Her sister was born that year, on Christmas Day. “My father’s parents had come from Italy for the impending birth of the first American in our family,” DiSilvio says. “Christmas morning comes, Diana is born, and I wake up, and everyone had forgotten about Santa. So that’s when I came to learn that there wasn’t a Babbo Natale, which is what we call him; and to complicate things, my parents didn’t want me to be shuffled back and forth to the hospital and to not have a home base. So they reasoned, ‘OK, we’ll take you to the convent [across the street],’ and this I remember clear as a bell: My mother never used cans. Nothing came out of a can, ever. I’d never intellectualized that people take food out of a can and put it on a plate and eat it. So [the sisters] were opening cranberry sauce and they will tell you I had a look of terror on my face like, ‘Am I expected to eat this?’”

As she approached college age, DiSilvio’s father encouraged her to go to nursing school. Why? She laughs. “He had done a flagstone walk for someone who taught at the [University of] Penn School of Nursing,” she says. “He found her to be a very bright and dynamic person, so he really encouraged that.”

Indeed, DiSilvio was enamored with nursing, especially the neonatal intensive-care unit. After working for a time in a pediatric unit at The Children’s Hospital of Philadelphia, she relocated to Rainbow Babies & Children’s Hospital in Cleveland. “I loved every minute of working at [that] hospital,” she says. “And I met a wonderful woman named Judy Hoechst, who, although not my formal preceptor, became a huge mentor to me.” Hoechst was going through law school. Cue a door being opened.

“It wasn’t because I didn’t love nursing,” says DiSilvio. “I loved those babies and I loved their families, but Judy introduced me to this new world. She [had] a good friend who had a practice, and who was quite an accomplished medical malpractice attorney in Cleveland, by the name of Eric Kennedy—actually, as life’s full circle would have it, Eric is exactly two floors above me as we speak—who took me in as a nurse paralegal.” Cue another door being opened.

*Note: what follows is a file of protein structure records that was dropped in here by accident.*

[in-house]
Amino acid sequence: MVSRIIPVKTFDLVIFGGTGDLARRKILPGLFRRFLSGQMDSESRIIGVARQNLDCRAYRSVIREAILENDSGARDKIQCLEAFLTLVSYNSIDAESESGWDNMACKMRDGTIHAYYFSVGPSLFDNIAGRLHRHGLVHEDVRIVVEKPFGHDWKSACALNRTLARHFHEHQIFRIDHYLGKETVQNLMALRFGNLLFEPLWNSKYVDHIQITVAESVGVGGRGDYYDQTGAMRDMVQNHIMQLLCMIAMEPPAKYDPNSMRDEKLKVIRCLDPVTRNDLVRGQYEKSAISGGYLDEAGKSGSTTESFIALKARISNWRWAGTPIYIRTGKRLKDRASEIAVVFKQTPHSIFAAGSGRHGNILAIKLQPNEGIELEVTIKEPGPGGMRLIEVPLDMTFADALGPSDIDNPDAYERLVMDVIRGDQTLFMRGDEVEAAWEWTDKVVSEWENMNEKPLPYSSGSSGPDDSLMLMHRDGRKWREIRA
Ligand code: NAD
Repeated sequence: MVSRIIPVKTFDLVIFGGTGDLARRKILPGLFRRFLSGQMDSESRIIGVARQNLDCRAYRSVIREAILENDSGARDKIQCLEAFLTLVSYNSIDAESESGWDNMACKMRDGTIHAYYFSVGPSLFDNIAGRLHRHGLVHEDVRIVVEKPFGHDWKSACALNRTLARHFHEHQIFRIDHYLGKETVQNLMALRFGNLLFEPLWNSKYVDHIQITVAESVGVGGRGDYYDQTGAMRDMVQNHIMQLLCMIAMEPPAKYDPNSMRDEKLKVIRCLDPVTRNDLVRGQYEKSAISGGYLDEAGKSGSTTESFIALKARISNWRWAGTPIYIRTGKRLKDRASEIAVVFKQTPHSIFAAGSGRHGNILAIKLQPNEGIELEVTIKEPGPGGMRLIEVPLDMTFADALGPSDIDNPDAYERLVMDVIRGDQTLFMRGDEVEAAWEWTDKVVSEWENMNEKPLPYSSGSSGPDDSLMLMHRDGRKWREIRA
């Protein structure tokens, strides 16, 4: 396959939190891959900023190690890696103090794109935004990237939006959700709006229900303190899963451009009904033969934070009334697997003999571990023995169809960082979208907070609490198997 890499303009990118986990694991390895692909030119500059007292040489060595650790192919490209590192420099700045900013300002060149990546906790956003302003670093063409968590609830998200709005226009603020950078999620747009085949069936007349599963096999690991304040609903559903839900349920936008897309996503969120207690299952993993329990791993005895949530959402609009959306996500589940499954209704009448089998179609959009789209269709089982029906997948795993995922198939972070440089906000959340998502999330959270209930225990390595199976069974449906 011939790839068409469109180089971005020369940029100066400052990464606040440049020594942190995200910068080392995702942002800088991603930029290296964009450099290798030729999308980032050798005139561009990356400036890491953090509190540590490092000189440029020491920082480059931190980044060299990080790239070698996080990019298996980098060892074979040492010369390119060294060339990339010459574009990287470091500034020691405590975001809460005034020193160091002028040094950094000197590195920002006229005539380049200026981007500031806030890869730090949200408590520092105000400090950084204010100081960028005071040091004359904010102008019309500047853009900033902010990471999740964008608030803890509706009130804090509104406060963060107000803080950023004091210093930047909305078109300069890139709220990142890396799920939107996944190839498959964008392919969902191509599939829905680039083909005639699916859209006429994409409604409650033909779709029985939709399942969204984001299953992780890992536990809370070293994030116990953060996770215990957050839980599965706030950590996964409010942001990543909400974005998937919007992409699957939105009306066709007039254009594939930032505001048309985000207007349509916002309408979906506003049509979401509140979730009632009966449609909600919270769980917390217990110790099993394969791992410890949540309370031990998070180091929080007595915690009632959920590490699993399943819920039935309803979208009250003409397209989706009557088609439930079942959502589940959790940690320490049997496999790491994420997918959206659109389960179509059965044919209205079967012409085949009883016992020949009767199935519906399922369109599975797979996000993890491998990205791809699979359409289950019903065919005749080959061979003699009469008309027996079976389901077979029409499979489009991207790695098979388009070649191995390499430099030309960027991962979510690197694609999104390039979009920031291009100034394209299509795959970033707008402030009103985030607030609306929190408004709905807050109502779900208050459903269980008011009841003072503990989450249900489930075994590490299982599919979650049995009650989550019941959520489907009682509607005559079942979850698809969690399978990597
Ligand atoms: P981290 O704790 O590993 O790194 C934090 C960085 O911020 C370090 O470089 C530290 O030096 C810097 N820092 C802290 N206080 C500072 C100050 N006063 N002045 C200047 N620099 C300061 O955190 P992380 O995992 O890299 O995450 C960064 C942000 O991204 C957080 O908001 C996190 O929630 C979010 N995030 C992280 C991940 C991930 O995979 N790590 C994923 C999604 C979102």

DiSilvio was mentored by Kennedy at Weisman Kennedy & Berris, a plaintiff’s firm. She stayed on with the firm for two years after taking her bar exam.

 “She likes the tumult, the competitive aspects,” says Kennedy. “If you like what you’re doing, and you’re competitive and hardworking, you’ll be successful. … You just have to be willing to work hard. She is.”

In 1997, DiSilvio moved to Reminger, a defense firm. “My heart is truly with the defense of doctors, hospitals, nurses and care providers,” she says. “The firm has supported and encouraged my professional success in unbelievable fashion. I have had the privilege of working under two managing partners [Stephen Walters and Mario Ciano] who support women and who promote professional success and the balance of family life.

“I think that there are very meritorious plaintiff’s claims, so I don’t want to disparage the plaintiff’s bar by any stretch of the imagination … but my bent is with the caregivers, in large part because I was one, albeit for a short period of time, and because of what I saw during that time in terms of people giving their all to save lives.”

Dr. Kristin Trump is one such doctor, in DiSilvio’s opinion. In Moscarello v. S. Trump, M.D., Kelly Moscarello sued Trump after a home birth resulted in a brain-damaged child. “This is a case in which I thought [the verdict] was absolutely the right result, but could have been the wrong result because of sympathy,” DiSilvio says. “This case has stayed with me because, during that case, there was an article in [a] magazine here about it, and about what the plaintiff understood that case to be about and what her claims were.”